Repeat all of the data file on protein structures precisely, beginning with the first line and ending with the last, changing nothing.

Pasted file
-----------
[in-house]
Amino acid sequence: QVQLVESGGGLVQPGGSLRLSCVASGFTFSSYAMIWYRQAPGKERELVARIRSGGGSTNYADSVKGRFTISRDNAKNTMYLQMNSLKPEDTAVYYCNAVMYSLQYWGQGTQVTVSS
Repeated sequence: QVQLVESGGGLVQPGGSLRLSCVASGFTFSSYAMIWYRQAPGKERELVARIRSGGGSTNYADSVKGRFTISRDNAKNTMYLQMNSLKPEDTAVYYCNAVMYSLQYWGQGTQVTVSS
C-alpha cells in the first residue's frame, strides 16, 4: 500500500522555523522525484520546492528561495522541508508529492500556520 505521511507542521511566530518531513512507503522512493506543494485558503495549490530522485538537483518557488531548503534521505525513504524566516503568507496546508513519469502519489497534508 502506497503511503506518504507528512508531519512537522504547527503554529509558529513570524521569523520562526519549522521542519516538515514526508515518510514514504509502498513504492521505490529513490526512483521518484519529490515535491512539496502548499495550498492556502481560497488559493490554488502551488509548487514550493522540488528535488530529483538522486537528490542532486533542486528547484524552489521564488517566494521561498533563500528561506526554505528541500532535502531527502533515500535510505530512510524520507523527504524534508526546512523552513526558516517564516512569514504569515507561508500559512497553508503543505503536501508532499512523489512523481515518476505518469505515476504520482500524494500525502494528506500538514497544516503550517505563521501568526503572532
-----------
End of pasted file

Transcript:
[in-house]
Amino acid sequence: QVQLVESGGGLVQPGGSLRLSCVASGFTFSSYAMIWYRQAPGKERELVARIRSGGGSTNYADSVKGRFTISRDNAKNTMYLQMNSLKPEDTAVYYCNAVMYSLQYWGQGTQVTVSS
Repeated sequence: QVQLVESGGGLVQPGGSLRLSCVASGFTFSSYAMIWYRQAPGKERELVARIRSGGGSTNYADSVKGRFTISRDNAKNTMYLQMNSLKPEDTAVYYCNAVMYSLQYWGQGTQVTVSS
C-alpha cells in the first residue's frame, strides 16, 4: 500500500522555523522525484520546492528561495522541508508529492500556520 505521511507542521511566530518531513512507503522512493506543494485558503495549490530522485538537483518557488531548503534521505525513504524566516503568507496546508513519469502519489497534508 502506497503511503506518504507528512508531519512537522504547527503554529509558529513570524521569523520562526519549522521542519516538515514526508515518510514514504509502498513504492521505490529513490526512483521518484519529490515535491512539496502548499495550498492556502481560497488559493490554488502551488509548487514550493522540488528535488530529483538522486537528490542532486533542486528547484524552489521564488517566494521561498533563500528561506526554505528541500532535502531527502533515500535510505530512510524520507523527504524534508526546512523552513526558516517564516512569514504569515507561508500559512497553508503543505503536501508532499512523489512523481515518476505518469505515476504520482500524494500525502494528506500538514497544516503550517505563521501568526503572532